Concerned with the heavy toll from crashes involving tractor-trailers, a group of safety advocates want the incoming Biden administration to force owners and operators of heavy-duty trucks to deploy new safety equipment.
“We cannot wait and allow another 20K truck crash deaths & 600K injuries in the next 4 years when solutions are at hand. President-elect Biden we need strong leaders at NHTSA and FMCSA,” the Truck Safety Coalition tweeted just before Christmas.
It also sent a letter to the President-elect asking the new administration to mandate crash avoidance technologies like automatic braking become standard equipment on new trucks. Crash avoidance systems are currently available on passenger cars.
As part of its campaign, the Truck Safety Coalition is also calling on the incoming Biden administration to fill key posts at the National Highway Transportation Safety Administration, or NHTSA, and the Federal Motor Carrier Safety Administration, or FMCSA, with regulators committed to safety and who are free of connections to the trucking industry.
The push by the coalition – hoping to mimic the impact of advocacy groups like Mothers Against Drunk Driving, which became a major voice on issues related to traffic safety back in the 1980s – is made up of volunteers, many of whom had loved ones killed or injured in accidents with trucks.
The group notes the technology – such as automatic braking – is already available and relatively inexpensive when measured against the benefits. It notes 13 people die and more than 400 are injured each day in car-truck crashes around the U.S.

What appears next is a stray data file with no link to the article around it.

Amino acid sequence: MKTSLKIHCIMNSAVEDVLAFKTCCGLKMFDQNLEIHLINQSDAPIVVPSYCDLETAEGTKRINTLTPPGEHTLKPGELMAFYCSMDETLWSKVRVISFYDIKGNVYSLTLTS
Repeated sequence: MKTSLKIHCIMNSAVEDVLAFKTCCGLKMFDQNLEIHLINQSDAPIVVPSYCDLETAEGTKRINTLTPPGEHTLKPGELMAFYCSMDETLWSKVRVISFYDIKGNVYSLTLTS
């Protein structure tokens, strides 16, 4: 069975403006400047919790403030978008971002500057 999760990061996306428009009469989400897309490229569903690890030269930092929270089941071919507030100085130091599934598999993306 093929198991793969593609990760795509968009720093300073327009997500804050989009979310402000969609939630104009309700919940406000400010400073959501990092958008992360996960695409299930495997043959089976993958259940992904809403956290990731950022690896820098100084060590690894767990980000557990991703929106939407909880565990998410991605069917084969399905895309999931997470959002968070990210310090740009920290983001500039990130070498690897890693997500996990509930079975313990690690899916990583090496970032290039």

“Truck crash victims and safety advocates urge President-elect Biden to combat rising death toll by appointing strong leaders to DOT safety regulatory agencies not tied to industry. Overdue & ignored safety actions needed now,” the group tweeted.
Biden’s own wife and daughter were killed in a car truck collision almost half a century ago.
The Trump administration had taken several steps to ease regulations on the trucking industry. One of the biggest steps – and one of the most controversial – increased the number of hours drivers could remain behind the wheel before they had to take mandatory rest breaks.
The change to hours of service is being challenged in federal court by a coalition of traffic-safety advocates.
The problems related to trucking safety and regulation will be among the issues that will be handled by Pete Buttigieg, the former mayor of South Bend, Indiana, whom Biden has nominated to serve as U.S. Secretary of Transportation.